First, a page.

A cough startled her out of her reverie and when she glanced towards the source of it, her breath caught in her throat. So that's where he was on the podium. He stood, not more than ten feet away from her, looking as handsome as ever in his uniform. She briefly thought back to a time when he would been more than obliging when she had wished to rip that uniform off him. Octavia realized a moment too late that she had been staring when his blue eyes, still so piercing and beautiful, looked back and caught her gaze. Mortified, she turned her eyes back to the crowd, cursing herself to Pluto for having allowed herself such a stupid privilege. She cursed herself again for her weakness when she couldn't help but steal one more glance, sighing heavily when she saw that he had already turned away from her. She wondered, with a flash of envy, how many lovers he had taken since they had parted.

As if by some strange cue prompted by Octavia's thought of lovers, the float carrying the effigies of the now dead Cleopatra and Mark Antony glided by, much to the glee of the insatiable Romans. She glanced at her mother with a pang of sympathy, but Atia's expression was ambiguous and unreadable. So Octavia turned her gaze back to the man who had been her husband and her daughter's namesake, despite the fact that Antonia had never known the man. Deep down inside her, she knew there had to be something wrong with the fact that she could watch the "dead body" of her husband and the supposed father of her child pass by without so much as a single feeling. She didn't feel sad, she didn't feel happy. She felt absolutely nothing. And that had to be the worst reaction of all, for feeling nothing meant that he had meant absolutely nothing, good or bad, to her at all. She had been a pawn in a phony agreement between Octavian and Antony and their marriage had been a sham from the start. If anything, her love for Agrippa and her desires for their affair to continue had only grown during her marriage. She had felt nothing when she had looked into Antony's dark brown eyes, but in Agrippa's awe-inspiring blue ones, she had seen the world and all the opportunities it held for her.

Octavia was ripped out of her thoughts once again, this time by her mother.

"Octavia, how many times must I repeat myself?" Atia demanded, looking imposing as ever as she stood over her daughter in her black toga with her dark red veil. "For Jupiter's sake, the parade is over. The charade is to continue at your brother's home. We're returning inside now."

"Of course, Mother," Octavia replied, rising from her seat and following her mother back to where they had appeared from. Heavens, how long had she been talking to herself? The podium was already practically cleared, except for those few respectful guests who were waiting for Atia and her daughter to take their leave. Among them, Octavia noted with a pang, was Agrippa. She thought she could feel his blue eyes on her as she left, but she brushed the idea aside as a simple fantasy.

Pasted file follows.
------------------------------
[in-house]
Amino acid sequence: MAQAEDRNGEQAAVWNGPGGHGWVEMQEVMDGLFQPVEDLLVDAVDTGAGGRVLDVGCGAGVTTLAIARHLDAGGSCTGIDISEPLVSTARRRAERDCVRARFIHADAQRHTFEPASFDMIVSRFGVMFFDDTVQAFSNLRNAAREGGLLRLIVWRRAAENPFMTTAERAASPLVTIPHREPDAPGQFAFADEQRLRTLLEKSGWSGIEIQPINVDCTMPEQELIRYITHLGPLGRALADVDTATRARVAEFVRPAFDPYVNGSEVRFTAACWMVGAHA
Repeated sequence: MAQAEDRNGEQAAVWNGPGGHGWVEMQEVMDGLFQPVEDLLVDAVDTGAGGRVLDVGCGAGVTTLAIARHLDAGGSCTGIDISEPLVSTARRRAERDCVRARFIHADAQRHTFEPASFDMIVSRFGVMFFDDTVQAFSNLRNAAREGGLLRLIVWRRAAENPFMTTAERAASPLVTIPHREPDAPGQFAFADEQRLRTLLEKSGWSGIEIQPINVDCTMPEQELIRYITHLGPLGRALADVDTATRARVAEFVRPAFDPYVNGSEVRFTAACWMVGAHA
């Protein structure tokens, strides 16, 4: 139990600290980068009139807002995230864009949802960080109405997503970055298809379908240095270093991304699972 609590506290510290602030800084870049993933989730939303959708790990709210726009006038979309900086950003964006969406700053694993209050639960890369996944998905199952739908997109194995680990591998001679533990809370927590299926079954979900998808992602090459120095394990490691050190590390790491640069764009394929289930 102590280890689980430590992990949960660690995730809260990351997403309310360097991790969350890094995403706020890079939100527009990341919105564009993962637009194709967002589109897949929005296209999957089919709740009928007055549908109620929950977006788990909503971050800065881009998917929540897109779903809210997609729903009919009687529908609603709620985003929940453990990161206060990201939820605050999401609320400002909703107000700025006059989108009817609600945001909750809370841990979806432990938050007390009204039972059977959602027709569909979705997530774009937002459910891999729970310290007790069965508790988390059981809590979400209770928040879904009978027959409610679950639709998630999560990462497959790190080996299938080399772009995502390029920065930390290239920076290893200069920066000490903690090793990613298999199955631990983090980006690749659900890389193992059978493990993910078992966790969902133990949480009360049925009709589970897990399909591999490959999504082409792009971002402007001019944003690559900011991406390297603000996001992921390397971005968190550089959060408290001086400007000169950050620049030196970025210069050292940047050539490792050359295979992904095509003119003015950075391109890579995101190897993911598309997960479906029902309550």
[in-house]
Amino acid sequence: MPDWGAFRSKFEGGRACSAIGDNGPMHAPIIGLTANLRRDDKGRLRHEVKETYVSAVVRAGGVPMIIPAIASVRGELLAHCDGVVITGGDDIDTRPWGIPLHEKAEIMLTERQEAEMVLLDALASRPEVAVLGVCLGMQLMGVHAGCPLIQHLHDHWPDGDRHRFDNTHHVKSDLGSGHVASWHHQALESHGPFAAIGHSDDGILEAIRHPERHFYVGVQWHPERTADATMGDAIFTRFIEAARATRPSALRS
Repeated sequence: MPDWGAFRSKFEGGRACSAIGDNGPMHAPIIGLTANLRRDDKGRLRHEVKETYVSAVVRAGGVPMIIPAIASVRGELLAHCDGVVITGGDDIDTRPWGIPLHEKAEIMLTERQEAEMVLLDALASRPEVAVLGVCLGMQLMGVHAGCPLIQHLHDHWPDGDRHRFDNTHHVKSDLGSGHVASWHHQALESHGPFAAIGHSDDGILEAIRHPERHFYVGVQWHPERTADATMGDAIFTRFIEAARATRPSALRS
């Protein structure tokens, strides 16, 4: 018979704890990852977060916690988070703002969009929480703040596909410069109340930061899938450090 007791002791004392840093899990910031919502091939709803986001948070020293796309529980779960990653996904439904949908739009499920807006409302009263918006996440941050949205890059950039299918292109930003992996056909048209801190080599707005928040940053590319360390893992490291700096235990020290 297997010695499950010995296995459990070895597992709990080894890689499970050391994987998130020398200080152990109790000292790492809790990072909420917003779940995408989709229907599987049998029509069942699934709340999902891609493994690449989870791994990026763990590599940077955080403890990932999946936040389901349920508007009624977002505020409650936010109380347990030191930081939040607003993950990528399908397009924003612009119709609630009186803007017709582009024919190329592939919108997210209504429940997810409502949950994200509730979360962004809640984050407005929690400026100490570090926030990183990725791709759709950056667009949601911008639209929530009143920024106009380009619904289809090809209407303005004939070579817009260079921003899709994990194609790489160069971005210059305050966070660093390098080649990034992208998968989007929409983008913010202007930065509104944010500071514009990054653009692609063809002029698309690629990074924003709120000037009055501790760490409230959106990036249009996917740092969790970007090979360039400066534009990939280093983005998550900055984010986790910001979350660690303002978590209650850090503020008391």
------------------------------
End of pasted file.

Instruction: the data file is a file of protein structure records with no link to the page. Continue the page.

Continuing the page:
Hours later, Octavia paced the atrium of her brother's villa among the throng of important officials and socialites that had crawled out of the woodwork for Octavian's triumph. It was the same old thing, the same old song, and Octavia was bored. She'd been to hundreds of parties exactly like these in her lifetime and she could predict exactly what was going to occur. The ladies who counted themselves among the most important at the party would lounge together off to the side, nibbling on nothing more than figs, grapes, pomegranates, and melons. The men would get drunk off honeyed and spiced wine and devour the venison and the sucking pig and the swordfish and the lamb. Then, maybe if they were still feeling adventurous after that, they would take the simpering women who had only eaten the pears and chestnuts to bed.

Not in the mood to watch the same things happen at Octavian's party that had happened at every other party she had ever attended, Octavia slipped out of the banquet hall and headed towards the small garden behind the atrium. She really wanted to return home, to return to her little girl, but she knew Atia wouldn't have it. It would be considered too much of an insult to Octavian and if there was anything that her mother had taught her, it was that appearances were everything. There could be no question of Octavia's loyalty to her brother and to the new Roman Empire. Still, she could no longer stand the smiles and hypocrisies of the guests at Octavian's feast. These were the people who would have condemned her for carrying on an adulterous affair behind Antony's back, yet who now expected her to laugh and smile about her husband's demise.

Octavia sighed as she entered the garden, pulling her tiara out of her hair and running her fingers through her curled honey-brown locks. She passed a number of bushes with multi-colored flowers, vines twisting this way and that along the pathway. Glancing over her shoulder to make sure no one was approaching, she slipped one of her shoes off and daintily stuck her toes into one of the small reflection pools over by the portico. "Mm," she murmured to herself, a refreshing feel rushing over her as her shoulders relaxed.

"It is a lovely night, is it not?" came a voice from behind her.

Octavia's eyes widened and she turned around immediately. She didn't have to, of course. She would've known it was him without so much as a backwards glance. "Yes, it is. Only the best for Caesar," she replied stiffly.